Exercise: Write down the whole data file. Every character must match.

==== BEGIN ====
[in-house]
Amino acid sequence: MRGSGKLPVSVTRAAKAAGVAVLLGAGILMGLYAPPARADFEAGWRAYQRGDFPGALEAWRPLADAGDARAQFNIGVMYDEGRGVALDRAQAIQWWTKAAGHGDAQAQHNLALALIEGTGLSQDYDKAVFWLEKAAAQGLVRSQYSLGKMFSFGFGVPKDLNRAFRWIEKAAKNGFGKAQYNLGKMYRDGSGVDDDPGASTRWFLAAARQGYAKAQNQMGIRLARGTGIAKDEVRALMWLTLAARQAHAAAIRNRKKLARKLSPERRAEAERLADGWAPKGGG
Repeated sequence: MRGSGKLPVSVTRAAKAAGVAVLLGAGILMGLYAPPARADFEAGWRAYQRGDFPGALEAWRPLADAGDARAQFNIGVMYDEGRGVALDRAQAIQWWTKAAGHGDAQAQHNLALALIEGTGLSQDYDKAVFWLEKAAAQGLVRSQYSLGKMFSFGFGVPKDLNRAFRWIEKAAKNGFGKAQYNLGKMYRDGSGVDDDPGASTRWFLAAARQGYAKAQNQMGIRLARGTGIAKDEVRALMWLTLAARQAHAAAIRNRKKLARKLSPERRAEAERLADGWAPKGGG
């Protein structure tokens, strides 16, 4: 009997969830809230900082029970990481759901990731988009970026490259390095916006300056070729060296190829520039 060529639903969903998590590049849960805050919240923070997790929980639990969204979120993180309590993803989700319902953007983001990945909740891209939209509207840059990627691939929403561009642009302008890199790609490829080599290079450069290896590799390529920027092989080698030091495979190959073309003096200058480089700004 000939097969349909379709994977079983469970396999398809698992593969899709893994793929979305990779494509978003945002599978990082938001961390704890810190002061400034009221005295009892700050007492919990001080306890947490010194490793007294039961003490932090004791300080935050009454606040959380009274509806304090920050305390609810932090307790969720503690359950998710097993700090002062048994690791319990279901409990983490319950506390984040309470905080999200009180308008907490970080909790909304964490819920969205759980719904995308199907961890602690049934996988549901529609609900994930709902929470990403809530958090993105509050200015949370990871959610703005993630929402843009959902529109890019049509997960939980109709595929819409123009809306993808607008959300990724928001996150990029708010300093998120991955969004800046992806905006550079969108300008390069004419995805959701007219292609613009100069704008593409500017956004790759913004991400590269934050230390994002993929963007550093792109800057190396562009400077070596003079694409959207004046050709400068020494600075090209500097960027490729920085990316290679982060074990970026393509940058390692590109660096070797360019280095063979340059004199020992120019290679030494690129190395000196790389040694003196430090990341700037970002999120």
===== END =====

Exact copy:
[in-house]
Amino acid sequence: MRGSGKLPVSVTRAAKAAGVAVLLGAGILMGLYAPPARADFEAGWRAYQRGDFPGALEAWRPLADAGDARAQFNIGVMYDEGRGVALDRAQAIQWWTKAAGHGDAQAQHNLALALIEGTGLSQDYDKAVFWLEKAAAQGLVRSQYSLGKMFSFGFGVPKDLNRAFRWIEKAAKNGFGKAQYNLGKMYRDGSGVDDDPGASTRWFLAAARQGYAKAQNQMGIRLARGTGIAKDEVRALMWLTLAARQAHAAAIRNRKKLARKLSPERRAEAERLADGWAPKGGG
Repeated sequence: MRGSGKLPVSVTRAAKAAGVAVLLGAGILMGLYAPPARADFEAGWRAYQRGDFPGALEAWRPLADAGDARAQFNIGVMYDEGRGVALDRAQAIQWWTKAAGHGDAQAQHNLALALIEGTGLSQDYDKAVFWLEKAAAQGLVRSQYSLGKMFSFGFGVPKDLNRAFRWIEKAAKNGFGKAQYNLGKMYRDGSGVDDDPGASTRWFLAAARQGYAKAQNQMGIRLARGTGIAKDEVRALMWLTLAARQAHAAAIRNRKKLARKLSPERRAEAERLADGWAPKGGG
């Protein structure tokens, strides 16, 4: 009997969830809230900082029970990481759901990731988009970026490259390095916006300056070729060296190829520039 060529639903969903998590590049849960805050919240923070997790929980639990969204979120993180309590993803989700319902953007983001990945909740891209939209509207840059990627691939929403561009642009302008890199790609490829080599290079450069290896590799390529920027092989080698030091495979190959073309003096200058480089700004 000939097969349909379709994977079983469970396999398809698992593969899709893994793929979305990779494509978003945002599978990082938001961390704890810190002061400034009221005295009892700050007492919990001080306890947490010194490793007294039961003490932090004791300080935050009454606040959380009274509806304090920050305390609810932090307790969720503690359950998710097993700090002062048994690791319990279901409990983490319950506390984040309470905080999200009180308008907490970080909790909304964490819920969205759980719904995308199907961890602690049934996988549901529609609900994930709902929470990403809530958090993105509050200015949370990871959610703005993630929402843009959902529109890019049509997960939980109709595929819409123009809306993808607008959300990724928001996150990029708010300093998120991955969004800046992806905006550079969108300008390069004419995805959701007219292609613009100069704008593409500017956004790759913004991400590269934050230390994002993929963007550093792109800057190396562009400077070596003079694409959207004046050709400068020494600075090209500097960027490729920085990316290679982060074990970026393509940058390692590109660096070797360019280095063979340059004199020992120019290679030494690129190395000196790389040694003196430090990341700037970002999120």